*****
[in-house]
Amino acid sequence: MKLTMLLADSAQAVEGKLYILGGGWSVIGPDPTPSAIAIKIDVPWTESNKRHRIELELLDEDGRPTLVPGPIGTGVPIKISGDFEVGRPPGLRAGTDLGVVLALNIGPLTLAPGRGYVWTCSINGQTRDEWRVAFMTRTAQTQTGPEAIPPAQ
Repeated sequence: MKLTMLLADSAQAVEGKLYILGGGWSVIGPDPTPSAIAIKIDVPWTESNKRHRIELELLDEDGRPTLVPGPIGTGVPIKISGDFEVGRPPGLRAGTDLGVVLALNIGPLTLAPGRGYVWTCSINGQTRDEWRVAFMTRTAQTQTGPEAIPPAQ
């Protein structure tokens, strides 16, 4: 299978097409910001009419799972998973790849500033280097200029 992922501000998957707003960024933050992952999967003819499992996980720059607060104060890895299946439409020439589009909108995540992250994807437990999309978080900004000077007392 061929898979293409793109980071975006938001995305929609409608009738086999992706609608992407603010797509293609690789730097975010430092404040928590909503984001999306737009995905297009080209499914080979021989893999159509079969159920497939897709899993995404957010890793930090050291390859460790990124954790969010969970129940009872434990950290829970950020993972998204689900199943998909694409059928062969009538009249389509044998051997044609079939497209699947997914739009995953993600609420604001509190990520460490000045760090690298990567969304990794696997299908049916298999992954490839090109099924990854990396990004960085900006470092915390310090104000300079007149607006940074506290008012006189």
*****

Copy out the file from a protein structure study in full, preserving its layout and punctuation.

[in-house]
Amino acid sequence: MKLTMLLADSAQAVEGKLYILGGGWSVIGPDPTPSAIAIKIDVPWTESNKRHRIELELLDEDGRPTLVPGPIGTGVPIKISGDFEVGRPPGLRAGTDLGVVLALNIGPLTLAPGRGYVWTCSINGQTRDEWRVAFMTRTAQTQTGPEAIPPAQ
Repeated sequence: MKLTMLLADSAQAVEGKLYILGGGWSVIGPDPTPSAIAIKIDVPWTESNKRHRIELELLDEDGRPTLVPGPIGTGVPIKISGDFEVGRPPGLRAGTDLGVVLALNIGPLTLAPGRGYVWTCSINGQTRDEWRVAFMTRTAQTQTGPEAIPPAQ
């Protein structure tokens, strides 16, 4: 299978097409910001009419799972998973790849500033280097200029 992922501000998957707003960024933050992952999967003819499992996980720059607060104060890895299946439409020439589009909108995540992250994807437990999309978080900004000077007392 061929898979293409793109980071975006938001995305929609409608009738086999992706609608992407603010797509293609690789730097975010430092404040928590909503984001999306737009995905297009080209499914080979021989893999159509079969159920497939897709899993995404957010890793930090050291390859460790990124954790969010969970129940009872434990950290829970950020993972998204689900199943998909694409059928062969009538009249389509044998051997044609079939497209699947997914739009995953993600609420604001509190990520460490000045760090690298990567969304990794696997299908049916298999992954490839090109099924990854990396990004960085900006470092915390310090104000300079007149607006940074506290008012006189």